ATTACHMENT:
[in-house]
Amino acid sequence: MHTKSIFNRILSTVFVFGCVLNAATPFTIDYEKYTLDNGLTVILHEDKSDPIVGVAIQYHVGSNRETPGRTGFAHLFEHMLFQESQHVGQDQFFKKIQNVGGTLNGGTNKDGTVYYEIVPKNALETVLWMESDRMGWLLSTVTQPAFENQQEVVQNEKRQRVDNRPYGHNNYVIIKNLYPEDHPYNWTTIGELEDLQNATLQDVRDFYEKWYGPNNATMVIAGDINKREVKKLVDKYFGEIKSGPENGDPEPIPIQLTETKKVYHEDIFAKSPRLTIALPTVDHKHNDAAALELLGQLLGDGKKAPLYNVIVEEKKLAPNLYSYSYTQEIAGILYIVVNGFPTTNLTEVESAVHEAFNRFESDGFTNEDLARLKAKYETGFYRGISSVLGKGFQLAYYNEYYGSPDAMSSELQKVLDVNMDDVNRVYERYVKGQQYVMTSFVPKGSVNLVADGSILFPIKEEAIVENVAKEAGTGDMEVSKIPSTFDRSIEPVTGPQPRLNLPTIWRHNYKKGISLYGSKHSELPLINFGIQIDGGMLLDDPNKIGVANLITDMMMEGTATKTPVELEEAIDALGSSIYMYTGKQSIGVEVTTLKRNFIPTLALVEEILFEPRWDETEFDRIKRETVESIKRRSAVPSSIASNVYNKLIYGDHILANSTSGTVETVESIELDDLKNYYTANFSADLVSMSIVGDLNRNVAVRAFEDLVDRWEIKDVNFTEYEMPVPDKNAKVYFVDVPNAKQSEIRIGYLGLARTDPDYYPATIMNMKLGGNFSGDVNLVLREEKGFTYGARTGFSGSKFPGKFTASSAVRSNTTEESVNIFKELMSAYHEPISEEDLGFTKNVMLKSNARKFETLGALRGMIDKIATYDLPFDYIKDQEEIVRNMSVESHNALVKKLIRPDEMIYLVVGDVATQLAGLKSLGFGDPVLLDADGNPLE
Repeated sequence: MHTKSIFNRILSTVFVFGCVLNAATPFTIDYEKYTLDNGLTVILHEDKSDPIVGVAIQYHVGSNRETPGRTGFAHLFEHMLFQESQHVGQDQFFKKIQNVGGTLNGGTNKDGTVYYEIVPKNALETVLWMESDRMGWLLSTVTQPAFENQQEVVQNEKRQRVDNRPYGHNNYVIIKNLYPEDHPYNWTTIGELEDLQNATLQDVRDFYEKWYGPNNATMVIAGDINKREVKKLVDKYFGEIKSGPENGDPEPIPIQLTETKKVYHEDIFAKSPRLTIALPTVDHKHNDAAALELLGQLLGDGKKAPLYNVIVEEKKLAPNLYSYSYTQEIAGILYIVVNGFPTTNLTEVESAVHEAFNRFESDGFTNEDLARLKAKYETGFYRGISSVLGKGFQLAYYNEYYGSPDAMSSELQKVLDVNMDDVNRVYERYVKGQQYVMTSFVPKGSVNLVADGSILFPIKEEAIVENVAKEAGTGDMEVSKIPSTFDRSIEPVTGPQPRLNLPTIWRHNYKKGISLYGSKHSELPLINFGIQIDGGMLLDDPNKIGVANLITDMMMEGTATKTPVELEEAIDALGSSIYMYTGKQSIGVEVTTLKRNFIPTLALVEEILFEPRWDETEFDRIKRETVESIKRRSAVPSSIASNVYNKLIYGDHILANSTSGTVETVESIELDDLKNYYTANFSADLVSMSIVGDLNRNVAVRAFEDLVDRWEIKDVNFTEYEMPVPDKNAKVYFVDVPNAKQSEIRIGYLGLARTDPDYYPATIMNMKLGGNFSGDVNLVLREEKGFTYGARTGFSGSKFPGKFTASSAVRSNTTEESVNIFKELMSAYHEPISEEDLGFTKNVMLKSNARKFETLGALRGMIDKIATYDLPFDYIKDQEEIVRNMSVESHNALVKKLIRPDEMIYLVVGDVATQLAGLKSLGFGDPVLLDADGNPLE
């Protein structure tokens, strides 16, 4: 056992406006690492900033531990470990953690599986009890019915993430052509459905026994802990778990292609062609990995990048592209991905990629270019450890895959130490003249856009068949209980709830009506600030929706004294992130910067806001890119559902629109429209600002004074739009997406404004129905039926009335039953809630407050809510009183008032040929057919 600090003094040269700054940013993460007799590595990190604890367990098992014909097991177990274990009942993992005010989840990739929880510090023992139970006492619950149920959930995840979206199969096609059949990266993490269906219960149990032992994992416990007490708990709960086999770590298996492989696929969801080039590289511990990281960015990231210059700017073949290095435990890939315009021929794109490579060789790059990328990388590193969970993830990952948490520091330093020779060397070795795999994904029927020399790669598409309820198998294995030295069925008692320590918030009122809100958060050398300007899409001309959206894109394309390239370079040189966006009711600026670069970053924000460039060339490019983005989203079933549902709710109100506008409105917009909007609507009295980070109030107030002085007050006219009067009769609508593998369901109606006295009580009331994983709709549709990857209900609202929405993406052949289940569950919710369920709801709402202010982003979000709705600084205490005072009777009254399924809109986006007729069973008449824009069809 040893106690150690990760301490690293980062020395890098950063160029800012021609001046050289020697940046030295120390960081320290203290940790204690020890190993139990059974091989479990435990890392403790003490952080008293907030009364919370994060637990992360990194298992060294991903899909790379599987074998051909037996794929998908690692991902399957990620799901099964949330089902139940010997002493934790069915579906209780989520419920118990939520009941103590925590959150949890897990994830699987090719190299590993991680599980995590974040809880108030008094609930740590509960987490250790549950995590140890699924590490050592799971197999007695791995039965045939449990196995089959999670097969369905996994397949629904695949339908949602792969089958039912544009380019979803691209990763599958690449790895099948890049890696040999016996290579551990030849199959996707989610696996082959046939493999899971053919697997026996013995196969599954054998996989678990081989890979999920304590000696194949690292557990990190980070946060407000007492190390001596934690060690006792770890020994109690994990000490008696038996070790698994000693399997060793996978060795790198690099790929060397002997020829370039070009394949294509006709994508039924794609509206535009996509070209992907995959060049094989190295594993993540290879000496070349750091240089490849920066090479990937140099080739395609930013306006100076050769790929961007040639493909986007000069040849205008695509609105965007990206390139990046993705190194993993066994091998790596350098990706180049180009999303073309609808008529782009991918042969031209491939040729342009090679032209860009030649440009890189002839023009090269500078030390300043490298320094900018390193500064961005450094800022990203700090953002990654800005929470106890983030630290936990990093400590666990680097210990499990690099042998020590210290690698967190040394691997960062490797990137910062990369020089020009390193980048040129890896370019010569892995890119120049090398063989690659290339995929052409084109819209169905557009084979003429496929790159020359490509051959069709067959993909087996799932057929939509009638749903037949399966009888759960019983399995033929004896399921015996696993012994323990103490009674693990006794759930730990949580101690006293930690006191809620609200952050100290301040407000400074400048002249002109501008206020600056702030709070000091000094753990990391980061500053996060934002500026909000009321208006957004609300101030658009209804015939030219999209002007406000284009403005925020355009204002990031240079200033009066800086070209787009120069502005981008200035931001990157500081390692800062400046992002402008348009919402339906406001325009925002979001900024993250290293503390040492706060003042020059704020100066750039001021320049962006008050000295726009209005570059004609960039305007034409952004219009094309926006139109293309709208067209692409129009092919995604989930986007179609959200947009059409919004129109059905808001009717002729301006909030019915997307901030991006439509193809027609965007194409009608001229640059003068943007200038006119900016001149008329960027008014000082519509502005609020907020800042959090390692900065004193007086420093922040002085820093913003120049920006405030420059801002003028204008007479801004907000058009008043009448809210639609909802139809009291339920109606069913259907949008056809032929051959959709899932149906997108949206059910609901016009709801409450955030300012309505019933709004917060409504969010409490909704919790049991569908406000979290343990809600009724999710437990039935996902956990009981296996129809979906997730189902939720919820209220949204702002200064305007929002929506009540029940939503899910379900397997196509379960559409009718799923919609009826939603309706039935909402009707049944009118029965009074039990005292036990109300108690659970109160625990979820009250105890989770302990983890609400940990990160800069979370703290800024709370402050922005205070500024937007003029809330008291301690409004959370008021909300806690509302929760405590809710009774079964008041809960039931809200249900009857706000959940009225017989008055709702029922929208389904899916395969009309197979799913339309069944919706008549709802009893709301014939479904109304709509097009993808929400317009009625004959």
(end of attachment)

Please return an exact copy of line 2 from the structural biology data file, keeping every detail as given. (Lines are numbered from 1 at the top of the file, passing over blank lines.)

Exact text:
Amino acid sequence: MHTKSIFNRILSTVFVFGCVLNAATPFTIDYEKYTLDNGLTVILHEDKSDPIVGVAIQYHVGSNRETPGRTGFAHLFEHMLFQESQHVGQDQFFKKIQNVGGTLNGGTNKDGTVYYEIVPKNALETVLWMESDRMGWLLSTVTQPAFENQQEVVQNEKRQRVDNRPYGHNNYVIIKNLYPEDHPYNWTTIGELEDLQNATLQDVRDFYEKWYGPNNATMVIAGDINKREVKKLVDKYFGEIKSGPENGDPEPIPIQLTETKKVYHEDIFAKSPRLTIALPTVDHKHNDAAALELLGQLLGDGKKAPLYNVIVEEKKLAPNLYSYSYTQEIAGILYIVVNGFPTTNLTEVESAVHEAFNRFESDGFTNEDLARLKAKYETGFYRGISSVLGKGFQLAYYNEYYGSPDAMSSELQKVLDVNMDDVNRVYERYVKGQQYVMTSFVPKGSVNLVADGSILFPIKEEAIVENVAKEAGTGDMEVSKIPSTFDRSIEPVTGPQPRLNLPTIWRHNYKKGISLYGSKHSELPLINFGIQIDGGMLLDDPNKIGVANLITDMMMEGTATKTPVELEEAIDALGSSIYMYTGKQSIGVEVTTLKRNFIPTLALVEEILFEPRWDETEFDRIKRETVESIKRRSAVPSSIASNVYNKLIYGDHILANSTSGTVETVESIELDDLKNYYTANFSADLVSMSIVGDLNRNVAVRAFEDLVDRWEIKDVNFTEYEMPVPDKNAKVYFVDVPNAKQSEIRIGYLGLARTDPDYYPATIMNMKLGGNFSGDVNLVLREEKGFTYGARTGFSGSKFPGKFTASSAVRSNTTEESVNIFKELMSAYHEPISEEDLGFTKNVMLKSNARKFETLGALRGMIDKIATYDLPFDYIKDQEEIVRNMSVESHNALVKKLIRPDEMIYLVVGDVATQLAGLKSLGFGDPVLLDADGNPLE